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Source: Pharmaceutical Services Negotiating Committee
Plans for hospitals to digitally refer discharged patients to community pharmacies across England have been put on hold as a result of the COVID-19 pandemic.
The ‘Discharge Medicines Service’ (DMS) was announced in February 2020 as part of an update to the ‘Community pharmacy contractual framework for 2019/2020 to 2023/2024’ and was expected to launch in July 2020.
However, the Pharmaceutical Services Negotiating Committee (PSNC) confirmed to The Pharmaceutical Journal on 15 June 2020 that the introduction of the service has been delayed.
Alastair Buxton, director of NHS Services at the PSNC, said: “Due to the impact of COVID-19 and the need to focus on immediate issues linked to the pandemic, negotiations on the DMS have not progressed since March .
“This work, combined with the need to give contractors sufficient time to prepare for the launch of any new national service, means the DMS can’t now launch in July .”
However, he added that the PSNC was now restarting discussions about the DMS with NHS England and NHS Improvement and the Department of Health and Social Care, and were keen to see the service rolled out “as soon as possible”.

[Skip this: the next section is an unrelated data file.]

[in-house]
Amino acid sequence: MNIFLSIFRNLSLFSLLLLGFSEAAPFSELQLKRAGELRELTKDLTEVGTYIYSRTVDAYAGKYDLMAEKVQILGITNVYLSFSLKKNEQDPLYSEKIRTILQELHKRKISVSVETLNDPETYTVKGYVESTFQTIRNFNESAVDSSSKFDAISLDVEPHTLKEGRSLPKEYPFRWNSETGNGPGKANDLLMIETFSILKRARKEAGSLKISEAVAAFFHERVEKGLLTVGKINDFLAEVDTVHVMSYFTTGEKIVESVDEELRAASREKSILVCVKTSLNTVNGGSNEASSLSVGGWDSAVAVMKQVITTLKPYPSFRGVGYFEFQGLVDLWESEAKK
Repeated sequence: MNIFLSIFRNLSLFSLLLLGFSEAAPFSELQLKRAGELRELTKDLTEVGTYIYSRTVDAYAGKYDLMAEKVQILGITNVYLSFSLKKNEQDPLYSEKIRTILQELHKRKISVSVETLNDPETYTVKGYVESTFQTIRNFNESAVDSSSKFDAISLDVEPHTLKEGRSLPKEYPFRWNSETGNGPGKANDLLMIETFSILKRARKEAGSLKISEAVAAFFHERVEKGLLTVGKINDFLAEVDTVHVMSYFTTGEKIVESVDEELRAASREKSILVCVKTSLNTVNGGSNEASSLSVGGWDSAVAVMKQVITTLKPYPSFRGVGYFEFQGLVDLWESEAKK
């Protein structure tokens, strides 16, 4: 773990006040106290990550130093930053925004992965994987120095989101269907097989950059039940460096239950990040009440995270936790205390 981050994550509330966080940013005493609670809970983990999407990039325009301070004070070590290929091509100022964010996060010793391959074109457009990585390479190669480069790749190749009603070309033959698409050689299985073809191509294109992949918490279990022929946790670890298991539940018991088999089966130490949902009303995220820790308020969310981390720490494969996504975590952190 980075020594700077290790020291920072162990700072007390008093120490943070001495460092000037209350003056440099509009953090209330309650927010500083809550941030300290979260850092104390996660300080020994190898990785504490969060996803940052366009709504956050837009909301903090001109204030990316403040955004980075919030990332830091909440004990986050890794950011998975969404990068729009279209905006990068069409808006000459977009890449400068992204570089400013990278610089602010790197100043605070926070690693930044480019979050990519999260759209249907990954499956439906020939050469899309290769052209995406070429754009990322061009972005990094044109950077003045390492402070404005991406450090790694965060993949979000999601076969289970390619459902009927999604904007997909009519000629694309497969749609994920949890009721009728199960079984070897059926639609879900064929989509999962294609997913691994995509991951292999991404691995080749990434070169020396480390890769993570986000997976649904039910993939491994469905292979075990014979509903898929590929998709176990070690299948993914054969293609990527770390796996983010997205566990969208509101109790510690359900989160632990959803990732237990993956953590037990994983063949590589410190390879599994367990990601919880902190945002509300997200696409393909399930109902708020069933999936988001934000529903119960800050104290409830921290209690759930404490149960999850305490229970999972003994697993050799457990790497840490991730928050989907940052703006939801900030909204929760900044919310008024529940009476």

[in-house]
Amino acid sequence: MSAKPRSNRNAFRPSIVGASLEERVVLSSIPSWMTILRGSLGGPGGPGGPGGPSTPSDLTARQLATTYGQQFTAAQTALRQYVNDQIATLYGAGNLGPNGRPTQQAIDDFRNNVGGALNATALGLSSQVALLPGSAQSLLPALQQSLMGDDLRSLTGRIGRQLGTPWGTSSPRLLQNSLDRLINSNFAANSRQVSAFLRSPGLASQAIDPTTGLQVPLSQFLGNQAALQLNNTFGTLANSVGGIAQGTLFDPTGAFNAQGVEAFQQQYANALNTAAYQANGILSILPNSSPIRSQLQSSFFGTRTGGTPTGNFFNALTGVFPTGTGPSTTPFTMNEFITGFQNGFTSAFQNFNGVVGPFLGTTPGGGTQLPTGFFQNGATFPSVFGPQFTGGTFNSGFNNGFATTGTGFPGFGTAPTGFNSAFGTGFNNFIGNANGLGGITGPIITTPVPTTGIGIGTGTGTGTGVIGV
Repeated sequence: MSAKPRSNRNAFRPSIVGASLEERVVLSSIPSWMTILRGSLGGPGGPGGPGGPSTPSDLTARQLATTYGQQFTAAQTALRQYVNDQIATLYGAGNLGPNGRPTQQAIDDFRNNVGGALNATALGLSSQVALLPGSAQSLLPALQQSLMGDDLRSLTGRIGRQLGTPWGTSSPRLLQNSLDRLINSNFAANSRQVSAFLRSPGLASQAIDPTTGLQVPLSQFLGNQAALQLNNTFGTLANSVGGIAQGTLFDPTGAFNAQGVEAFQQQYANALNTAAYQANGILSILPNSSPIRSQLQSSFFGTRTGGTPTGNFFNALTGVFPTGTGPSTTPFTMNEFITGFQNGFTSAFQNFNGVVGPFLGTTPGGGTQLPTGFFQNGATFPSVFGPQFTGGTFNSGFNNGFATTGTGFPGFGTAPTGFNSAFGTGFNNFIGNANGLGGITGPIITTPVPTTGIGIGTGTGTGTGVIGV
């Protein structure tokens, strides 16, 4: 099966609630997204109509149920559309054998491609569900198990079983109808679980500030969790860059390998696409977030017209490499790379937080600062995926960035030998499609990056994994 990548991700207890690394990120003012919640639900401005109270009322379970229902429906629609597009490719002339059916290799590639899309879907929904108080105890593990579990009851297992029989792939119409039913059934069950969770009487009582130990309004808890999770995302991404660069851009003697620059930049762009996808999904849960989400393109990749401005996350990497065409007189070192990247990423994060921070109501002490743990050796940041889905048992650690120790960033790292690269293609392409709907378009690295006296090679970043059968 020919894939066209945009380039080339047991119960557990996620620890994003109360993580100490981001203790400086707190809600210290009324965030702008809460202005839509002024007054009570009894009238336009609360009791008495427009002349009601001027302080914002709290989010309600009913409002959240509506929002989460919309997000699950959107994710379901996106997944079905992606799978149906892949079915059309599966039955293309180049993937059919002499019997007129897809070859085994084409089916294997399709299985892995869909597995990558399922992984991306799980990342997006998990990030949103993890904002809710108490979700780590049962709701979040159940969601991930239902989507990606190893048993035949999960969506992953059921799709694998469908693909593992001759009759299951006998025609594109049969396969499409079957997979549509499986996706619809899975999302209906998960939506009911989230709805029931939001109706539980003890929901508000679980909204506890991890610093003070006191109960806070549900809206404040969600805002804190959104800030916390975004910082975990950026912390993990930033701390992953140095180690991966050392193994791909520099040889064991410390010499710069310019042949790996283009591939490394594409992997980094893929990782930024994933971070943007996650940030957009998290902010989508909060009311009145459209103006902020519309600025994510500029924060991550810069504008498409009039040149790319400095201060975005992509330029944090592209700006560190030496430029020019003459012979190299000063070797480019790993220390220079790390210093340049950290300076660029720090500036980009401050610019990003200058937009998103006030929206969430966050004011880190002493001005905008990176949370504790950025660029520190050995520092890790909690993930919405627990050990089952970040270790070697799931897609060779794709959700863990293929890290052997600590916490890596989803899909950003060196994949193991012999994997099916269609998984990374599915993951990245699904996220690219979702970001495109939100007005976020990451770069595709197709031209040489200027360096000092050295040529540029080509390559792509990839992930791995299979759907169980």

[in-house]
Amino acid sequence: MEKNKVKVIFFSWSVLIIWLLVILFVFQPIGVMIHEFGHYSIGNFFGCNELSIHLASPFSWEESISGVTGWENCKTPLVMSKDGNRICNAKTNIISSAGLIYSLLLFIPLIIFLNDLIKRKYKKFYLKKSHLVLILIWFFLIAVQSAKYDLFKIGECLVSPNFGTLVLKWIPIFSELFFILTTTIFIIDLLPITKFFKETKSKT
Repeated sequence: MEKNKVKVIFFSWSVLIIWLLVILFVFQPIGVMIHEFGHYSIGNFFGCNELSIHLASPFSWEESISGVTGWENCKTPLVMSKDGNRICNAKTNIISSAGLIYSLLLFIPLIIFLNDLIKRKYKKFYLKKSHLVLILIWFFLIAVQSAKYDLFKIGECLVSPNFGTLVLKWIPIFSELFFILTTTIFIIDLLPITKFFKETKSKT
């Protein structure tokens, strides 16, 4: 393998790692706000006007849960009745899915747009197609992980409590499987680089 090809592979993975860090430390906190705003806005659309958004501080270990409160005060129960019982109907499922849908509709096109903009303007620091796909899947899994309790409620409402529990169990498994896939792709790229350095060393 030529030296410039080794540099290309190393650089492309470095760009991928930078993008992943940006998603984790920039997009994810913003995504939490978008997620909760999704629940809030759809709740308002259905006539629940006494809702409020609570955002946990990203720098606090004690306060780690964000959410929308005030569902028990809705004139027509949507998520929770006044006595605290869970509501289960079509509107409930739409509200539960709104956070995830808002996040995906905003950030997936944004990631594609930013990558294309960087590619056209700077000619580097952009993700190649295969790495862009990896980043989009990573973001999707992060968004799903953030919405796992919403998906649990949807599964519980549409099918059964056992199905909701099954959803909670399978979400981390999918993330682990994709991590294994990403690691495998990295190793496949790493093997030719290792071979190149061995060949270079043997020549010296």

“The DMS will help patients being discharged from hospital with changes to their prescribed medicines,” he continued.
Simon Dukes, PSNC chief executive. added during a press briefing on 3 June 2020 that he was also keen for the service to start as it “would have huge benefits for the community and for society”.
“I do think it needs to be thought out and started, and if we have positive discussions about that with NHS England and NHS Improvement, we will give contractors as much notice as possible before the introduction of that as a new service,” he added.
The service aims to reduce the number of hospital readmissions caused by side effects or complications relating to medicines prescribed while a patient is in hospital.
It builds on the transfer of care around medicines scheme, which has been running in parts of the country since 2014, and will allow hospitals to digitally notify community pharmacies when patients who have recently been discharged may require advice on taking new medicines, as well as any changes to their prescriptions.
The delay to the DMS launch follows the postponement of other clinical services set out in the community pharmacy contract.
On 19 March 2020, a letter from Keith Ridge, the chief pharmaceutical officer for England, announced that the hepatitis C testing service would be delayed from April 2020 “for at least three months”.
The clinical pilots for blood pressure testing, smoking cessation support and point of care testing for group A Streptococcus were also said to have been “postponed until further notice”.